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Michigan Republicans prepare for Saturday’s nominating convention

Steve Carmody
Michigan Radio

The Michigan Republican Party's nominating convention in Lansing Saturday will be an effort at building party unity against a backdrop of friction over who will be the party's lieutenant governor nominee.

They’ll also officially nominate candidates for attorney general and secretary of state.

Party spokesperson Gustavo Portela said Republicans are focusing on affordability and prosperity this year.

“It’s very clear that enthusiasm is on the Republican side. And none on the Democratic side, as evidenced in their last two conventions. Republicans, on the other hand, are excited, they’re ready for change, and they want to bring back opportunity into this state,” Portela said.

There will be at least one contested nomination Saturday.

Former gubernatorial candidate Ralph Rebandt is running for lieutenant governor against the preferred running mate of the GOP primary winner, Tudor Dixon.

Convention delegates will decide which one gets to the ballot.

Kalamazoo County Republican Party Chair Tony Lorentz said Dixon should be able to choose her own running mate.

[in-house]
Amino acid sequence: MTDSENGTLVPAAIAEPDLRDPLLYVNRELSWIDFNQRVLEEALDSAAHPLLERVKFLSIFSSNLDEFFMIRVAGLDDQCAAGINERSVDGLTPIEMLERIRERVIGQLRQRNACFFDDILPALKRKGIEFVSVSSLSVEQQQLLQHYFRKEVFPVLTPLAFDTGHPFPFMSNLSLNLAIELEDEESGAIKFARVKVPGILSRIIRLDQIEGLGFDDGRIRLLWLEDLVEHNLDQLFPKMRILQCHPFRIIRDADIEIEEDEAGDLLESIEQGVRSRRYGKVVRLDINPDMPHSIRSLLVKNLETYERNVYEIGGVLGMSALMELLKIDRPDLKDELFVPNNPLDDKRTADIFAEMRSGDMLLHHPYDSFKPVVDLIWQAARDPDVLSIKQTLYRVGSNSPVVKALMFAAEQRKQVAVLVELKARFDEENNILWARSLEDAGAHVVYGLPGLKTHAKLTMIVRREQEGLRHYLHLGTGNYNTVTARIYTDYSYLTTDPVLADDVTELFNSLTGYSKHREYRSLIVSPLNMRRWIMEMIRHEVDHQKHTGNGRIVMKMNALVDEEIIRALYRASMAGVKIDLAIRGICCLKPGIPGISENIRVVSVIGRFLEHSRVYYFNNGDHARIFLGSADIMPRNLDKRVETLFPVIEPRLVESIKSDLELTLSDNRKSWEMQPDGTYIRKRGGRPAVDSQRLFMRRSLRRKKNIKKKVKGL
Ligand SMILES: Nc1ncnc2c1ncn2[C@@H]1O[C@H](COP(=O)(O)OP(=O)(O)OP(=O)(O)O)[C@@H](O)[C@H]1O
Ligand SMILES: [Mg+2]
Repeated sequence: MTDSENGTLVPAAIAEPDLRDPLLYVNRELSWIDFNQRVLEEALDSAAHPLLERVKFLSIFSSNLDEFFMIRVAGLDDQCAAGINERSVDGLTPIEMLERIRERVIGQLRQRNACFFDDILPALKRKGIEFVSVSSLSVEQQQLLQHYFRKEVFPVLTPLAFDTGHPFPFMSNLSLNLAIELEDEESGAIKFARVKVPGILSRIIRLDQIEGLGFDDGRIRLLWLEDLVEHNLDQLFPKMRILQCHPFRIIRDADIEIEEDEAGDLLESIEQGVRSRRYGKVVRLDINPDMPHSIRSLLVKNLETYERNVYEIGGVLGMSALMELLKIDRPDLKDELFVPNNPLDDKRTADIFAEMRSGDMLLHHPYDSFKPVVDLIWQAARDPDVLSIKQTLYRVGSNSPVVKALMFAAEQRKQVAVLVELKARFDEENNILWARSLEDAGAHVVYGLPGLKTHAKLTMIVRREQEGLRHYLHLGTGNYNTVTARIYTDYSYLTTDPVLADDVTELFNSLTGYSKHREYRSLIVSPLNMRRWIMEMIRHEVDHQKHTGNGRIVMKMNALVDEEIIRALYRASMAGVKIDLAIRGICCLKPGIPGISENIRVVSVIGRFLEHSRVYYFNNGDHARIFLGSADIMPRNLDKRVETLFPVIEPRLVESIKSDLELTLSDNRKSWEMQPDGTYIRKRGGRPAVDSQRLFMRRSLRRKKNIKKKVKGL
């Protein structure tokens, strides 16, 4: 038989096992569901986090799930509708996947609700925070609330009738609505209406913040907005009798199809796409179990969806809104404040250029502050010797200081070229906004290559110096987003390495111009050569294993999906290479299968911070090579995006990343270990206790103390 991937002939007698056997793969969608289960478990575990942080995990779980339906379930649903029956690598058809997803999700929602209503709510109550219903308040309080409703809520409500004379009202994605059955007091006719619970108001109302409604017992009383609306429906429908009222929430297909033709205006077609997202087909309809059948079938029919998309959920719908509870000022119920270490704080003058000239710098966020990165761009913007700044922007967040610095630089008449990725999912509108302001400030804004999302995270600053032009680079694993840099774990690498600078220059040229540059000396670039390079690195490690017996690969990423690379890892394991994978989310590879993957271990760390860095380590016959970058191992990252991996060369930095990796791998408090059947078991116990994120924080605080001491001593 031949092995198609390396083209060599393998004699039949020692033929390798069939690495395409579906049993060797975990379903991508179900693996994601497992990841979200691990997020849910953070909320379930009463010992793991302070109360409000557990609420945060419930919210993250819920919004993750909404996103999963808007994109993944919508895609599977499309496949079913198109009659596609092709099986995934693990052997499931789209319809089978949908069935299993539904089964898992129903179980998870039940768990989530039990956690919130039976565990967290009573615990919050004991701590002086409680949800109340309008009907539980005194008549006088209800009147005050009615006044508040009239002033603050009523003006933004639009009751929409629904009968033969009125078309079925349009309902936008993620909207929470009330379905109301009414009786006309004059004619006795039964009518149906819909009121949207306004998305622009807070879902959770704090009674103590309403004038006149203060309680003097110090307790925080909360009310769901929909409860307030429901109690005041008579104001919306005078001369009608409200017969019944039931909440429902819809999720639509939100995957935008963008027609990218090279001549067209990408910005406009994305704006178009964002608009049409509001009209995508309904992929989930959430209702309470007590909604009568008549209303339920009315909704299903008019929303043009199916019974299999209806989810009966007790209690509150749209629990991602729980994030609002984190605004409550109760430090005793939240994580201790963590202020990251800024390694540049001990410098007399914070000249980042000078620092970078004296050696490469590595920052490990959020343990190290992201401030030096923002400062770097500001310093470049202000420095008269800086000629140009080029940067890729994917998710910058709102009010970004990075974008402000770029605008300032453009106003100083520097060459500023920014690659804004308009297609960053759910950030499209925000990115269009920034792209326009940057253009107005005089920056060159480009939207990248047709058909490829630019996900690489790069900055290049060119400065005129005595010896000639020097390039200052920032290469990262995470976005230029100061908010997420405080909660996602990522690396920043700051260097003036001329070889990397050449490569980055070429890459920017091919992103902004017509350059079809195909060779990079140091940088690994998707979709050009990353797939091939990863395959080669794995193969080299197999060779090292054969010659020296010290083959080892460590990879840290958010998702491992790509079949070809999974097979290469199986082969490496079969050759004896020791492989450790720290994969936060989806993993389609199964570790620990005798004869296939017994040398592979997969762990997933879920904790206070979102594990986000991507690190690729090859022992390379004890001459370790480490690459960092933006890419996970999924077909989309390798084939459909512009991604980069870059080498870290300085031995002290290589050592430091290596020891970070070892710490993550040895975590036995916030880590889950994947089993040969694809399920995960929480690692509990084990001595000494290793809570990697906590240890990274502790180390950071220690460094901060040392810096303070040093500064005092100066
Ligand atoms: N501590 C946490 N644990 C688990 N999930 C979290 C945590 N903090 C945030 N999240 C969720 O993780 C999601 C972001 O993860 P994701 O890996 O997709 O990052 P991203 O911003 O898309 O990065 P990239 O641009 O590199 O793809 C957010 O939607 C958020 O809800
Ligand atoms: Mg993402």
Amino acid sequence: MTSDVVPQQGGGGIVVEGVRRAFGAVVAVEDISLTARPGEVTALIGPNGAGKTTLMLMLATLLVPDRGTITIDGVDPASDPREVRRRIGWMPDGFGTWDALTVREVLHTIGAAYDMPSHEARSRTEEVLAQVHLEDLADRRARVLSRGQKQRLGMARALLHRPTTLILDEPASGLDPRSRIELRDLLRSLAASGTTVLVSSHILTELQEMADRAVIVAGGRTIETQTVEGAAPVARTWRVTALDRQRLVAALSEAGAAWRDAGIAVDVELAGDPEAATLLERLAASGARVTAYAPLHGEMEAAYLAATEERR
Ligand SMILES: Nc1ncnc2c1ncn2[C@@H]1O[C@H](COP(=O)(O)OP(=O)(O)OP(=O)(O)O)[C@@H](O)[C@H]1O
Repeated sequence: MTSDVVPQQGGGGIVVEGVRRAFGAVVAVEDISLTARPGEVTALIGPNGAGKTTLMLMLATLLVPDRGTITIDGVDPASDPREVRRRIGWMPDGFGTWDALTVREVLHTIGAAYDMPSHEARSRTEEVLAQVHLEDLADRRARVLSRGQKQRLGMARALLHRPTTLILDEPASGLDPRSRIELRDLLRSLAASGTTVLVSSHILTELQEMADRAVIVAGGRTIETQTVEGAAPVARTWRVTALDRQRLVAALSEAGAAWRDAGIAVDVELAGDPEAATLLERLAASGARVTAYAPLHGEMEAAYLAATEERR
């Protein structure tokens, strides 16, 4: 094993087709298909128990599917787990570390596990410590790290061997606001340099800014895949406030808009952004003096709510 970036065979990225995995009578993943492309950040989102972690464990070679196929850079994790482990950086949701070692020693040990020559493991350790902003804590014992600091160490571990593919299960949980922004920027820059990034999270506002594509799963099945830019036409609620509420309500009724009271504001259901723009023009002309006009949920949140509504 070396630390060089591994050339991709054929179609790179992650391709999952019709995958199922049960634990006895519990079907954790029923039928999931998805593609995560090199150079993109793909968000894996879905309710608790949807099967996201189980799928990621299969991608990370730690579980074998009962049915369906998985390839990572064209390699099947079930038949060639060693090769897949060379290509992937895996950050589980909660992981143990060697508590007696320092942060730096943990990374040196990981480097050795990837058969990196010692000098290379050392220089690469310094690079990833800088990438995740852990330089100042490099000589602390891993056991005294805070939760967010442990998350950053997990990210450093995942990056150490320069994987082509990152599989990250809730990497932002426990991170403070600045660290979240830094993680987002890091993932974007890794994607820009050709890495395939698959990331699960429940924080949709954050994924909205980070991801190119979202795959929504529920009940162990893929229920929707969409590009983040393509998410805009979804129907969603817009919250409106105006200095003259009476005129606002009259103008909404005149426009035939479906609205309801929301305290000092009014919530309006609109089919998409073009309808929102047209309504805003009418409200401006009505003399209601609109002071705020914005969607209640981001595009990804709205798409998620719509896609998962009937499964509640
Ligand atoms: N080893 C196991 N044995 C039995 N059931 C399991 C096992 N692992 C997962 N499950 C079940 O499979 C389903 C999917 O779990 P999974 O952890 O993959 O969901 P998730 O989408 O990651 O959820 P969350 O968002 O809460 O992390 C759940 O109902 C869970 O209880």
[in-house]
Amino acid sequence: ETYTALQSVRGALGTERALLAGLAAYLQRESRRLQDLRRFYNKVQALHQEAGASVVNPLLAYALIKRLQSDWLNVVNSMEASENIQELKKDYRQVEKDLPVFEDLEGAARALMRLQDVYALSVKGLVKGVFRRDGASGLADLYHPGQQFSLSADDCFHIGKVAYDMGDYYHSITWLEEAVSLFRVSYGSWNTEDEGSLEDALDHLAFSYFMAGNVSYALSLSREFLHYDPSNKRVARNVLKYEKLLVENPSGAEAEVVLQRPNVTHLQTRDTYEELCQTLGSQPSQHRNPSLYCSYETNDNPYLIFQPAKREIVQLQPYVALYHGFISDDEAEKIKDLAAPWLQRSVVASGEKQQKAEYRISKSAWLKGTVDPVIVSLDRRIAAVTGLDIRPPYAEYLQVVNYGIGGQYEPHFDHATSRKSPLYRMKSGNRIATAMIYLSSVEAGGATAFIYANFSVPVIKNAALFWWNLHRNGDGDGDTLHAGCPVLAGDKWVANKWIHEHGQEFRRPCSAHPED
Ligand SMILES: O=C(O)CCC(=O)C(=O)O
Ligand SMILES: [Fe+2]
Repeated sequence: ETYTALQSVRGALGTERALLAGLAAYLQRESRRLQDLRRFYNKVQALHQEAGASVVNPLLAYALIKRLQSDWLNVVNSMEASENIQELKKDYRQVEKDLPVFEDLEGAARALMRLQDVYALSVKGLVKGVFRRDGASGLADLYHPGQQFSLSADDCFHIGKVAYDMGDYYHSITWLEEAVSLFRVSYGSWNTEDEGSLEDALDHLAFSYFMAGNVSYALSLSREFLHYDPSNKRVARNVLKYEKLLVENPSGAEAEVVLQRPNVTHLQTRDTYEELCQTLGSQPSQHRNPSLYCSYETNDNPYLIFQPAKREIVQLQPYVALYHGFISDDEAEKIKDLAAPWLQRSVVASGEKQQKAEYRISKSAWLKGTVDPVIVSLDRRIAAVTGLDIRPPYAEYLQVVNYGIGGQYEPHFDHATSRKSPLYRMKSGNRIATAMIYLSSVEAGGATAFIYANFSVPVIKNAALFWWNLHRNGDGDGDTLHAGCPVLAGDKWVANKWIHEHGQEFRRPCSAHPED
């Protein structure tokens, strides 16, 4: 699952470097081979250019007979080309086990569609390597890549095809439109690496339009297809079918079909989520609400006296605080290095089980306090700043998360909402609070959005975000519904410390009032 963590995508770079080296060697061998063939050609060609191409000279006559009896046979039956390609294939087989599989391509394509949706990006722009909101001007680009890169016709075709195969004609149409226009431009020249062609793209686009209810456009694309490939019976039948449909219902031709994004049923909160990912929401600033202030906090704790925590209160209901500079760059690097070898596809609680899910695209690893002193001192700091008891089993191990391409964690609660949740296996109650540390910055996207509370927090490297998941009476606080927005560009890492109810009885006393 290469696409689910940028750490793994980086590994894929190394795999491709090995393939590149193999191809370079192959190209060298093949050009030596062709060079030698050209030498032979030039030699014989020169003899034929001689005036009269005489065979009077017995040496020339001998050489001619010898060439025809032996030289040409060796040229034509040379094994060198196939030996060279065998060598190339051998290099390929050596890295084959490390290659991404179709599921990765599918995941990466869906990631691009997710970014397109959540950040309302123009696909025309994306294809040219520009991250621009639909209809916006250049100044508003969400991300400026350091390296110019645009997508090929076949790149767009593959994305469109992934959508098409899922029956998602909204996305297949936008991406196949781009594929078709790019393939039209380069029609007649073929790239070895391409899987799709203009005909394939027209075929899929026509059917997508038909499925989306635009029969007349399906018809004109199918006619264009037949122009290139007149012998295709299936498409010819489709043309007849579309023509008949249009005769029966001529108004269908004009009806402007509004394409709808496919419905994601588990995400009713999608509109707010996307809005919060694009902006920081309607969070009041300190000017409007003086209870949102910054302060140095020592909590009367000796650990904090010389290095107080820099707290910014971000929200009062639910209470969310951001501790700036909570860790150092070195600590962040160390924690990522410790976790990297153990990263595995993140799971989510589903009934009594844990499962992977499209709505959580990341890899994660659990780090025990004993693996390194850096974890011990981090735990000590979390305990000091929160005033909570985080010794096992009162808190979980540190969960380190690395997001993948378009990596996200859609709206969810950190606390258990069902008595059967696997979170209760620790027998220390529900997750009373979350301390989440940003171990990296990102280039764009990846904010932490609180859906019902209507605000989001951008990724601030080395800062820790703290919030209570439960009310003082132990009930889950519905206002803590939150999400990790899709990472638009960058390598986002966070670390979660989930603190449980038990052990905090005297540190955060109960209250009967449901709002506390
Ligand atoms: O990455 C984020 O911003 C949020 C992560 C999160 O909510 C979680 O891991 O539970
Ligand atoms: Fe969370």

“I fully support the running mate that she has picked. I’ve done my homework on him, I’ve talked to him, and I’m convinced that he’ll be good for the party,” Lorentz said Friday.

Rebandt has made the case he can bring on board grassroots Republicans who didn’t support Dixon in the primary.

The party itself is remaining neutral during this process. But Portela said the party’s so-called “establishment” and “grassroots” all want the same outcome.

“We want to elect a Republican governor; we want to elect Tudor Dixon to get our state back on track. And, at the end of the day, there isn’t much daylight between our party’s nominee and our party’s grassroots,” he said.

Party supporters will hear from Dixon herself after the convention at an event dubbed the “Red Wave Party.” That will also feature an appearance from Virginia's Governor, Republican Glenn Youngkin.

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